Regarding security services, the latest specification in v2.5 [29] denotes that it is implemented “on the OSI presentation layer of the ERP protocol stack”, meaning at the network layer of the ISO/IEC 14543-3-10 standard. Generally, a telegram may be secured or not, and this information is included in the R-ORG 1-byte field, which identifies the type of message that is being communicated. Secure messages (R-ORG S) are identified by the codes 0 × 30, 0 × 31, 0 × 33, or 0 × 35. In an R-ORG S telegram, the data part of the message is always encrypted. In addition, the original message’s R-ORG can optionally be encrypted after being concatenated with the data part. The option of not also encapsulating the original insecure R-ORG field of the message in the encrypted data field is to conserve energy at transmission time. As detailed in the following, EnOcean uses 128-bit AES for encryption done in 16-byte chunks, and Cipher Based Message Authentication Code (CMAC) based on AES for the authentication and integrity of R-ORG S telegrams. Note that the link layer of ISO/IEC 14543-3-10 standard also offers integrity protection via the “HASH” 4- or 8-bit field, but this is only for detecting transmission failures and not defending against malicious actors.
In addition to the aforementioned security services, a R-ORG S may contain a rolling code (RLC) field, which should be initialized to zero in every produced device, and afterwards change according to a predefined scheme. Precisely, per every P2P communication, RLC increases monotonically each time a message is transmitted, and its value is checked by the receiver; if the value is not greater than the previous received RLC, the receiver drops the message. As already mentioned, the RLC field should be transmitted (explicit RLC strategy), but can be left out for saving energy (implicit RLC strategy). In the latter case, the two ends must keep this code in sync, that is, the RLC shall be in an RLC window range. Note however that the RLC is typically used as an input parameter to the calculation of CMAC and the encryption of the data field, therefore the receiver always indirectly checks the correctness of the RLC. Thus, if the RLC field is not transmitted, and the receiver observes a faulty, but always greater than the previous, RLC, it tries the next few RLCs upward in the window range. If no match is perceived, then the receiver returns to its local RLC value and drops the telegram. However, this scheme may lead to a deadlock if more messages than the predefined RLC window are missed by the receiving end. If so, the receiver needs to re-synchronize the RLC, typically via the teach-in procedure described in the following.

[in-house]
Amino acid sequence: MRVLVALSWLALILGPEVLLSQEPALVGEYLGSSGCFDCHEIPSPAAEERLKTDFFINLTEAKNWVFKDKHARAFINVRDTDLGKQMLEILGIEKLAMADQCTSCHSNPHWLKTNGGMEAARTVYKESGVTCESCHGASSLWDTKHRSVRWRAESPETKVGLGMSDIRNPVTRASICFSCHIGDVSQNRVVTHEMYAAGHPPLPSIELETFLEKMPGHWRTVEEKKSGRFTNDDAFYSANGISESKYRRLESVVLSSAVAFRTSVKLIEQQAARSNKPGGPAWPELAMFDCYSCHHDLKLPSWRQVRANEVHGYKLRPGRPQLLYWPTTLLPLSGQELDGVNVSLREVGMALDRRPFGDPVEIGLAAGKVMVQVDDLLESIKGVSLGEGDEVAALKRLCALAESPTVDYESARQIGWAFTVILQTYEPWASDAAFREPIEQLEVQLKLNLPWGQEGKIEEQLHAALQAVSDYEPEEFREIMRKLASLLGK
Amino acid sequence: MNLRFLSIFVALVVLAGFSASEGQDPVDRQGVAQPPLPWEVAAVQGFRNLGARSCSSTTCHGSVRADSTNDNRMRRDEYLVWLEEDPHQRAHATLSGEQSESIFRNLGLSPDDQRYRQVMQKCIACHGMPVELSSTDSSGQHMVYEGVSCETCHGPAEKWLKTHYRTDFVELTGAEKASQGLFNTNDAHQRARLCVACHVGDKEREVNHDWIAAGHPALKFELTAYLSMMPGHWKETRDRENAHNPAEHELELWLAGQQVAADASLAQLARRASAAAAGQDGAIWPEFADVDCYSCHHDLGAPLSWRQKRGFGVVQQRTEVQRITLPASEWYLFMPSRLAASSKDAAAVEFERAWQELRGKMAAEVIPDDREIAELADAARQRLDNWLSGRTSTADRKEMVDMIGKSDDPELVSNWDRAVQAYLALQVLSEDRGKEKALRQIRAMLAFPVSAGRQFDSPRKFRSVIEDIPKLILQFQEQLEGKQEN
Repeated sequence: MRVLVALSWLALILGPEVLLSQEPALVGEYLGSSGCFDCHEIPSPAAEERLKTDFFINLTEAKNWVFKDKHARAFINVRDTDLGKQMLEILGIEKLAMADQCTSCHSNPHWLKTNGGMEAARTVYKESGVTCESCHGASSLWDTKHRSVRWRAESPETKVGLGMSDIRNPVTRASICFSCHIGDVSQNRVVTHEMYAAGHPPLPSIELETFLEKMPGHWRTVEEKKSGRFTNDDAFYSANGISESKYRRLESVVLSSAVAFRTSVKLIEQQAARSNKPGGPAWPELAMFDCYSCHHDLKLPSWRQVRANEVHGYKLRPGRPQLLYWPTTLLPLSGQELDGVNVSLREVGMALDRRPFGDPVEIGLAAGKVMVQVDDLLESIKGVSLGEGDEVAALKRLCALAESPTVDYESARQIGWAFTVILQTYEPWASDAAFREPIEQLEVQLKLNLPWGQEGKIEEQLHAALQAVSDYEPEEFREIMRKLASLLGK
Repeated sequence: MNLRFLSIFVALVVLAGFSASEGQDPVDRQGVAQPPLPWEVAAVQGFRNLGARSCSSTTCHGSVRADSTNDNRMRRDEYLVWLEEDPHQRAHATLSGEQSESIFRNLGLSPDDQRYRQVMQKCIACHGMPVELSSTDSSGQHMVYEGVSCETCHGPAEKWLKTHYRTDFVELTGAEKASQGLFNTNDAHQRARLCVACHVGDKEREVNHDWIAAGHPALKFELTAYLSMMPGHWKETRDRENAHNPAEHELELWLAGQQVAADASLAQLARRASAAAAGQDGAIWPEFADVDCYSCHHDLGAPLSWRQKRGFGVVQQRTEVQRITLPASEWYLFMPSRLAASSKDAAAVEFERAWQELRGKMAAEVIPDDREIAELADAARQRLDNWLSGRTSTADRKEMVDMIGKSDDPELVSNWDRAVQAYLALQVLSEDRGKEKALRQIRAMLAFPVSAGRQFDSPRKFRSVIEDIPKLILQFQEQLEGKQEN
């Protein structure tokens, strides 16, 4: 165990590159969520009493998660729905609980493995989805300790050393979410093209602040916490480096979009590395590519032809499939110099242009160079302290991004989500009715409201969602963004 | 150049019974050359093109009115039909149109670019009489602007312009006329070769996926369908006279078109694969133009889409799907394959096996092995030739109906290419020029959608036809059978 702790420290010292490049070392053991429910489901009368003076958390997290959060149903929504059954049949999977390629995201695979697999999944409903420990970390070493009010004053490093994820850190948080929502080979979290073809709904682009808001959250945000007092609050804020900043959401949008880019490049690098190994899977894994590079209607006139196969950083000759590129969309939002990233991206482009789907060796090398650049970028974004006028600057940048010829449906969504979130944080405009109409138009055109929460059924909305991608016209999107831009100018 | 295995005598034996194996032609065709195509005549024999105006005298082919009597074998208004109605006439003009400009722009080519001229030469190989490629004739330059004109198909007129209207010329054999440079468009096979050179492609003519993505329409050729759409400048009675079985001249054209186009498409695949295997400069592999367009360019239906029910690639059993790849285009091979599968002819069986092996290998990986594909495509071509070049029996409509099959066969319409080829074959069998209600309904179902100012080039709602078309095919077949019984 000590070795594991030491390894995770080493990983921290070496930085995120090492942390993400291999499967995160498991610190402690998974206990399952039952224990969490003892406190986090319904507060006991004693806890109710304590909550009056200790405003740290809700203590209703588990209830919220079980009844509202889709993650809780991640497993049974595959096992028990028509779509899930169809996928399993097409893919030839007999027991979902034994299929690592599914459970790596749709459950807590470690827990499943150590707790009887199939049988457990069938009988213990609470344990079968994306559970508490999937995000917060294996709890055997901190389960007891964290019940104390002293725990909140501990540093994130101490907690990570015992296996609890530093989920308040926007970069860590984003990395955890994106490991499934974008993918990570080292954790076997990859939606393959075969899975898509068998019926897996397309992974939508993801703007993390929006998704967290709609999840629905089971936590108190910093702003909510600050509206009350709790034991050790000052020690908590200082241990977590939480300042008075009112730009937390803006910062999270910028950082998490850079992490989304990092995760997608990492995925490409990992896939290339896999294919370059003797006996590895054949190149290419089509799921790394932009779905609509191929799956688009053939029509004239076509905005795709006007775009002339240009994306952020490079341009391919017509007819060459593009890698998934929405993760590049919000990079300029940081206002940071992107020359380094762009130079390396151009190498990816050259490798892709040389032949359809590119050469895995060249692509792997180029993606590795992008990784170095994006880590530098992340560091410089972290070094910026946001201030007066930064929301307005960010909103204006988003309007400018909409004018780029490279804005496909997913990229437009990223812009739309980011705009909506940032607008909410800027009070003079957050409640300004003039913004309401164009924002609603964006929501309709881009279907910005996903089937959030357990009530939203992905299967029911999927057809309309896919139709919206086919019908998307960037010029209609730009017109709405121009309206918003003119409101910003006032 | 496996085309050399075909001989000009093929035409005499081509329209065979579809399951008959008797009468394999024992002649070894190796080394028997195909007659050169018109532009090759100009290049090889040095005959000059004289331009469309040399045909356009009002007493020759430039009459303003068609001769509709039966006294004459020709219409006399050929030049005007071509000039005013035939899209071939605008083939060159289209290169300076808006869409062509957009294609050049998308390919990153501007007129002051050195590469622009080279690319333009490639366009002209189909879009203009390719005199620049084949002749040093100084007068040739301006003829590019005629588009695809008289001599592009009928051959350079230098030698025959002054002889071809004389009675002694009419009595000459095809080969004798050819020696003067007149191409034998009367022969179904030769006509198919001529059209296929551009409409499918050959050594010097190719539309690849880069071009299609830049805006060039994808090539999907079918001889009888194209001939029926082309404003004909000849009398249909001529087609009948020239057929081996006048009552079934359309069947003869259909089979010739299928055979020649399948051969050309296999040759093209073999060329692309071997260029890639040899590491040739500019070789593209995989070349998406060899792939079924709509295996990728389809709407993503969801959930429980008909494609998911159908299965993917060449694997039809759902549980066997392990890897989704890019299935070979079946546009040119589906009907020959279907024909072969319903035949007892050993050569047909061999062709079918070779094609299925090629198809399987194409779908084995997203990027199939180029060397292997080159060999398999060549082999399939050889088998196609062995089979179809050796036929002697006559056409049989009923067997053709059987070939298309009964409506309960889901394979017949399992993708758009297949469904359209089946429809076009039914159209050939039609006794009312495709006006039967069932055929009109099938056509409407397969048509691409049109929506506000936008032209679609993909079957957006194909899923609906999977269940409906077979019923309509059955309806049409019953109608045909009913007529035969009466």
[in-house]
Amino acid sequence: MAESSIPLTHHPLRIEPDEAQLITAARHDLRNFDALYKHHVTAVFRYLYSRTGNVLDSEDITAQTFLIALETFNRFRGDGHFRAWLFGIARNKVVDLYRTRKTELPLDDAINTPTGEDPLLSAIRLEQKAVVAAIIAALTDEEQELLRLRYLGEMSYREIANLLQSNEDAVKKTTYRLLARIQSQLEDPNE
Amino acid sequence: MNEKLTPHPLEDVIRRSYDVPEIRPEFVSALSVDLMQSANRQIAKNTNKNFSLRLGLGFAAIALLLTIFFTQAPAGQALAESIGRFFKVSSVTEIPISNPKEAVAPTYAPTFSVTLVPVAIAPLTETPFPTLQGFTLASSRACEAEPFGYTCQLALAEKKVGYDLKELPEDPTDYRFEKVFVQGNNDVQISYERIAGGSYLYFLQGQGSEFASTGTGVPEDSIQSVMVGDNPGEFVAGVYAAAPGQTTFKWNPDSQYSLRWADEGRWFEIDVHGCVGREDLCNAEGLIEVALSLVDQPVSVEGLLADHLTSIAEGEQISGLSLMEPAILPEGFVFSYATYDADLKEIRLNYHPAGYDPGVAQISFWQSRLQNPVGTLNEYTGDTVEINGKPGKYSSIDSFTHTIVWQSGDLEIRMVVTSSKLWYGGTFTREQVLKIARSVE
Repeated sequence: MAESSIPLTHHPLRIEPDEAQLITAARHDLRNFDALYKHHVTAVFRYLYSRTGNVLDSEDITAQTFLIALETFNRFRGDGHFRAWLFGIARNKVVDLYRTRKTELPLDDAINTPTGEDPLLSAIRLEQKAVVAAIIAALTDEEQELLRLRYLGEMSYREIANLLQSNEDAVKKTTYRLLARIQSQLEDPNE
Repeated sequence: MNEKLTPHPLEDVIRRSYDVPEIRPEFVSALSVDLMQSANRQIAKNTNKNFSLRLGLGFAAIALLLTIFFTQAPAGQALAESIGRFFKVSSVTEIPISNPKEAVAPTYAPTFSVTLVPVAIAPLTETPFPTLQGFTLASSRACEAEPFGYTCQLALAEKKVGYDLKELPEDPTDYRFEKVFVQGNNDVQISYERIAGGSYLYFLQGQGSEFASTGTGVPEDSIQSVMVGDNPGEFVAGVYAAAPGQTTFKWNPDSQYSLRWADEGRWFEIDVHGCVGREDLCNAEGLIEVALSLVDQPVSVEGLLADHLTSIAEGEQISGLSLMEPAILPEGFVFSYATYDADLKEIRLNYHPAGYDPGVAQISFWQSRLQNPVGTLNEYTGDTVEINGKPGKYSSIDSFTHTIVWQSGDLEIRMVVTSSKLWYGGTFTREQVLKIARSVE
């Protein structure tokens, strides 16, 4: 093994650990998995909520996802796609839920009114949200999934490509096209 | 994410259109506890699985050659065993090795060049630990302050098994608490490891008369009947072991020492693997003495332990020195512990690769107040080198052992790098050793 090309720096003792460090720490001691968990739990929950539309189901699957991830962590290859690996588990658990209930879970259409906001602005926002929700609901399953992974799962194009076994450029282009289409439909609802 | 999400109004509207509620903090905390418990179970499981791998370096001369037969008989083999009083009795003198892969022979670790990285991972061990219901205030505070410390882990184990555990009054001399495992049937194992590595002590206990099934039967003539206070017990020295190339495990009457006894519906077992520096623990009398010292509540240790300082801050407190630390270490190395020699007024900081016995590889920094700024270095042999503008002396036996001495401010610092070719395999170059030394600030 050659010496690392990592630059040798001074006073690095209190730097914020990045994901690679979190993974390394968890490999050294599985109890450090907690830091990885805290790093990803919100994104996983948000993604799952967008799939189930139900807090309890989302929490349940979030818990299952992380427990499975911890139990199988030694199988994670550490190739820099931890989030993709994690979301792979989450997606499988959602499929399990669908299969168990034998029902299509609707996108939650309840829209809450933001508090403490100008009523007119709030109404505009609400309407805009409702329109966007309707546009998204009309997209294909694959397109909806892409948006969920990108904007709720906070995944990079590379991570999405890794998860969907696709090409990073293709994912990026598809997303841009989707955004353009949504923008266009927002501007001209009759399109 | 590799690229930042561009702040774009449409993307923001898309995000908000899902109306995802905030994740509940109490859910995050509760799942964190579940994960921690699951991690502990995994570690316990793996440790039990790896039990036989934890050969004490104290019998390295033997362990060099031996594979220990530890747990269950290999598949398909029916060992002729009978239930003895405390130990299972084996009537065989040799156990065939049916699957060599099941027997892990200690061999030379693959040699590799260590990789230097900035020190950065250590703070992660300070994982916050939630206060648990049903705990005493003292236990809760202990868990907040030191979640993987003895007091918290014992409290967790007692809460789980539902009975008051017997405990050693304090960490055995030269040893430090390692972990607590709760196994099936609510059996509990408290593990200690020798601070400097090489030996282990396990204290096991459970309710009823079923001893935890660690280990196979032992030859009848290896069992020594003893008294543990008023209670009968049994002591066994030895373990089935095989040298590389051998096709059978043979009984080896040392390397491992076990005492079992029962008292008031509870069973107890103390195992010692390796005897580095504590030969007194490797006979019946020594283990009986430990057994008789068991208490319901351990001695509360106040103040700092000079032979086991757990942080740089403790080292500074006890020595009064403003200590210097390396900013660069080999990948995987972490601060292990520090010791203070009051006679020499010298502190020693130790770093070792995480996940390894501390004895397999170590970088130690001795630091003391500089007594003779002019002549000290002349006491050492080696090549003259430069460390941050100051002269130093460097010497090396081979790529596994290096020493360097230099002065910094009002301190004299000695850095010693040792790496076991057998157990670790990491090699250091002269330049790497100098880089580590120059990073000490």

The encryption scheme used by EnOcean in called variable AES (VAES), meaning the use of the (variable) RLC value as an input to the AES procedure to increase its security. That is, the RLC is XOR-ed with the fixed AES initialization vector (IV) and the result is fed to AES. This way, the generated keystream is always different under the same secret key and until the RLC reaches its maximum value. As discussed in the following paragraph, RLC rollover may or may not be permitted. It is also implied that after changing the AES key, RLC must be set to zero. On the other hand, the CMAC operation is an encrypt-then-mac scheme done also in 16-byte chunks, more specifically it is executed after encryption over the data field, optionally the original R-ORG, and mandatorily the RLC, if the latter is used, but not transmitted with the telegram. This information is first XOR-ed with a sub-key derived from the secret key and the result is fed to AES to produce the final CMAC.
The details of secure communication between two peers are configured via a unidirectional or bidirectional teach-in procedure, where typically the device to be learned is placed in proximity to the receiver. Normally, the teach-in procedure is done via the wireless or serial interface. During this procedure the peers transmit to each other the encryption method (VAES, EnOcean High Security or no encryption), key, RLC presence, RLC size (16, 24 or 32 bits), RLC rollover flag, and CMAC size (no MAC or 3 or 4 bytes) that will be used during the operation mode. First off, the receiving device must be in learning mode to accept the teach-in messages from a transmitting peer. The latter sends the security teach-in message whenever its teach-in trigger is activated. The teach-in message carries all the aforementioned security parameters of the transmitting device, which are learned and stored by the receiver. The parameters pertaining to the cipher suite to be used are contained in the security level format (SLF) byte of the teach-in message. The specification urges that the AES key and RLC value should not be sent in the clear, but instead encapsulated by a pre-shared key (PSK) or by other means, e.g., using the serial interface. Note that the 128-bit PSK plus the SLF are normally printed on a sticker on the transmitting device, and thus can be entered or scanned (in the case of QR code or NFC tag) into the receiving device.